Plugging the Skills Gap
Current employer plans from the CIPD suggest that we’ll need to fill 13.5million job vacancies within the next ten years, however with only 7million young people predicted to leave school or college in this time, there’s a huge shortfall. In addition, with the state pension age rising and older workers choosing to stay in work rather than retire, there’s a strong argument for embracing our ageing workforce.
The CIPD recommends 5 essential components that should form part of organisational strategy in retaining and recruiting mature workers. These are:
- Ensuring they have inclusive recruitment practices
- Improving the capability of line managers to manage an age-diverse workforce
- Investing in training and development that is based on potential, not age
- Supporting employee health and well-being across demographics
- Embracing the talent attraction and retention benefits of flexible working.
Other points of consideration include; workforce planning & age-diversity monitoring, supporting employee wellbeing & work/life balance and tailoring solutions to meet individual needs. Organisations willing to foster inclusivity will benefit economically and be better placed to retain and attract key talent.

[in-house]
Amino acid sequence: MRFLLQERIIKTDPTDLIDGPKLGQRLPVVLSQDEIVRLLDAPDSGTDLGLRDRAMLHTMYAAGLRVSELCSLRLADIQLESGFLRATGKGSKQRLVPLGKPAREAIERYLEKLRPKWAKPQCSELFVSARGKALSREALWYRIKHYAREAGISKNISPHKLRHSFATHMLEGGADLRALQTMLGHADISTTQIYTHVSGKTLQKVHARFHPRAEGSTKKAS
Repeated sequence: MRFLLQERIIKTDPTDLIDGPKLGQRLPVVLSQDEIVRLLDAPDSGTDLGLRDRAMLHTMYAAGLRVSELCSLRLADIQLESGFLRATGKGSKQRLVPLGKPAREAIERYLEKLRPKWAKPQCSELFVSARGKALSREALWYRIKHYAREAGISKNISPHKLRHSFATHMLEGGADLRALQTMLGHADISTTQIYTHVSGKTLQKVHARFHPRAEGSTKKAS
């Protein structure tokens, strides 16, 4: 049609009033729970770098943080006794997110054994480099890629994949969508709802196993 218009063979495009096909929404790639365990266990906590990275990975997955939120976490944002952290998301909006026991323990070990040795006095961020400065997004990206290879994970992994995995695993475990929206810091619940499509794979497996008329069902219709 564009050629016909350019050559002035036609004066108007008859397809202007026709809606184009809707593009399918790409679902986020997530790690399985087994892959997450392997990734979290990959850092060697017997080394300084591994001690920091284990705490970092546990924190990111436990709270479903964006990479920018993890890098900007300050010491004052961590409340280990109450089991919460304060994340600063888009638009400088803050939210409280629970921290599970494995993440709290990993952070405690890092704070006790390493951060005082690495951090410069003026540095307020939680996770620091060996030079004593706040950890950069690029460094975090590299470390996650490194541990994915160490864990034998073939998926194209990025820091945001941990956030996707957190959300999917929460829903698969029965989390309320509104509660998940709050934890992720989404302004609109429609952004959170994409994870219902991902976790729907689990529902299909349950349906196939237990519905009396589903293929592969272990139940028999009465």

The Spring Budget
The recent budget delivered a number of elements applicable to professionals working in HR, one of which was related to returnships as chancellor Phillip Hammond pledged £5million in helping people return to work after a career break.
Much has been made about equal pay for men and women and encouraging women to return to work after a break, but a willingness to diversity our workforce can also include embracing the older generation.
Current employer plans from the CIPD suggest that we’ll need to fill 13.5million job vacancies within the next ten years.